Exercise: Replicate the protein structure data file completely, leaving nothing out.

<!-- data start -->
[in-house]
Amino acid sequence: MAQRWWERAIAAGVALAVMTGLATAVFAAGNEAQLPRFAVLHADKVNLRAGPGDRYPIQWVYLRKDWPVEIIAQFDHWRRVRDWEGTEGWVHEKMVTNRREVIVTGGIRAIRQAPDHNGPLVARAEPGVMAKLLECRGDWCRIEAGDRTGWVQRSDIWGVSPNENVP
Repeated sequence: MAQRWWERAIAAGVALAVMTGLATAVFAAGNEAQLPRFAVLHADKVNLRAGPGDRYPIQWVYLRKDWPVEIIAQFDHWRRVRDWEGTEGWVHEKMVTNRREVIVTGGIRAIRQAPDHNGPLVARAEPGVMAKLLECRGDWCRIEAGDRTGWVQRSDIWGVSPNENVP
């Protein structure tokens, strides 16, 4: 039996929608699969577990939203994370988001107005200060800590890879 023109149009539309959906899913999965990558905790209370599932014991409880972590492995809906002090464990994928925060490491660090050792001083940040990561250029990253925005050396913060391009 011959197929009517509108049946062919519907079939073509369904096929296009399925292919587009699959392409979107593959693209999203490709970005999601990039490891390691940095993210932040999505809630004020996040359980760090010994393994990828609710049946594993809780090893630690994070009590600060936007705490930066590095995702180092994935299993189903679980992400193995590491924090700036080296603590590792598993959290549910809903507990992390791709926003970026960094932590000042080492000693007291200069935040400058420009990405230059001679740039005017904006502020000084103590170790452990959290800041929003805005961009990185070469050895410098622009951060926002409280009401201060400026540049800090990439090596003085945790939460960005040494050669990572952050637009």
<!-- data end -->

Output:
[in-house]
Amino acid sequence: MAQRWWERAIAAGVALAVMTGLATAVFAAGNEAQLPRFAVLHADKVNLRAGPGDRYPIQWVYLRKDWPVEIIAQFDHWRRVRDWEGTEGWVHEKMVTNRREVIVTGGIRAIRQAPDHNGPLVARAEPGVMAKLLECRGDWCRIEAGDRTGWVQRSDIWGVSPNENVP
Repeated sequence: MAQRWWERAIAAGVALAVMTGLATAVFAAGNEAQLPRFAVLHADKVNLRAGPGDRYPIQWVYLRKDWPVEIIAQFDHWRRVRDWEGTEGWVHEKMVTNRREVIVTGGIRAIRQAPDHNGPLVARAEPGVMAKLLECRGDWCRIEAGDRTGWVQRSDIWGVSPNENVP
């Protein structure tokens, strides 16, 4: 039996929608699969577990939203994370988001107005200060800590890879 023109149009539309959906899913999965990558905790209370599932014991409880972590492995809906002090464990994928925060490491660090050792001083940040990561250029990253925005050396913060391009 011959197929009517509108049946062919519907079939073509369904096929296009399925292919587009699959392409979107593959693209999203490709970005999601990039490891390691940095993210932040999505809630004020996040359980760090010994393994990828609710049946594993809780090893630690994070009590600060936007705490930066590095995702180092994935299993189903679980992400193995590491924090700036080296603590590792598993959290549910809903507990992390791709926003970026960094932590000042080492000693007291200069935040400058420009990405230059001679740039005017904006502020000084103590170790452990959290800041929003805005961009990185070469050895410098622009951060926002409280009401201060400026540049800090990439090596003085945790939460960005040494050669990572952050637009």